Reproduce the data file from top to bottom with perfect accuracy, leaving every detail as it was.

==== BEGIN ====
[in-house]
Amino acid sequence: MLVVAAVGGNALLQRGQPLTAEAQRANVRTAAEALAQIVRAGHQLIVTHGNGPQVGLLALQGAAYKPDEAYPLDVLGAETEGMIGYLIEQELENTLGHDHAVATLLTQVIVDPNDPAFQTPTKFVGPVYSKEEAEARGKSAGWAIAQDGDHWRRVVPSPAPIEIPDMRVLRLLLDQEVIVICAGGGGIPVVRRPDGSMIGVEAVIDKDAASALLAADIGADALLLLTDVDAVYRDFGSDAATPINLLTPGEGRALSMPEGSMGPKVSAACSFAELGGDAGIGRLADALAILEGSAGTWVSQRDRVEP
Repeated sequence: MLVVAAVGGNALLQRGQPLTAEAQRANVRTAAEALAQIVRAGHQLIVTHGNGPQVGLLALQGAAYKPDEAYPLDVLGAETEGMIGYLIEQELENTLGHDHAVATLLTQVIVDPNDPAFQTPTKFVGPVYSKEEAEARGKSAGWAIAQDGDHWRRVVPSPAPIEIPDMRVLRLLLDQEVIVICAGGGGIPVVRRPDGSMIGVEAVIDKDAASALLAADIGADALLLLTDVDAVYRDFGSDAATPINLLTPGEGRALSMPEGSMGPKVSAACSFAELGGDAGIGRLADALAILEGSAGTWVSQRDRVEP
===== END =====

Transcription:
[in-house]
Amino acid sequence: MLVVAAVGGNALLQRGQPLTAEAQRANVRTAAEALAQIVRAGHQLIVTHGNGPQVGLLALQGAAYKPDEAYPLDVLGAETEGMIGYLIEQELENTLGHDHAVATLLTQVIVDPNDPAFQTPTKFVGPVYSKEEAEARGKSAGWAIAQDGDHWRRVVPSPAPIEIPDMRVLRLLLDQEVIVICAGGGGIPVVRRPDGSMIGVEAVIDKDAASALLAADIGADALLLLTDVDAVYRDFGSDAATPINLLTPGEGRALSMPEGSMGPKVSAACSFAELGGDAGIGRLADALAILEGSAGTWVSQRDRVEP
Repeated sequence: MLVVAAVGGNALLQRGQPLTAEAQRANVRTAAEALAQIVRAGHQLIVTHGNGPQVGLLALQGAAYKPDEAYPLDVLGAETEGMIGYLIEQELENTLGHDHAVATLLTQVIVDPNDPAFQTPTKFVGPVYSKEEAEARGKSAGWAIAQDGDHWRRVVPSPAPIEIPDMRVLRLLLDQEVIVICAGGGGIPVVRRPDGSMIGVEAVIDKDAASALLAADIGADALLLLTDVDAVYRDFGSDAATPINLLTPGEGRALSMPEGSMGPKVSAACSFAELGGDAGIGRLADALAILEGSAGTWVSQRDRVEP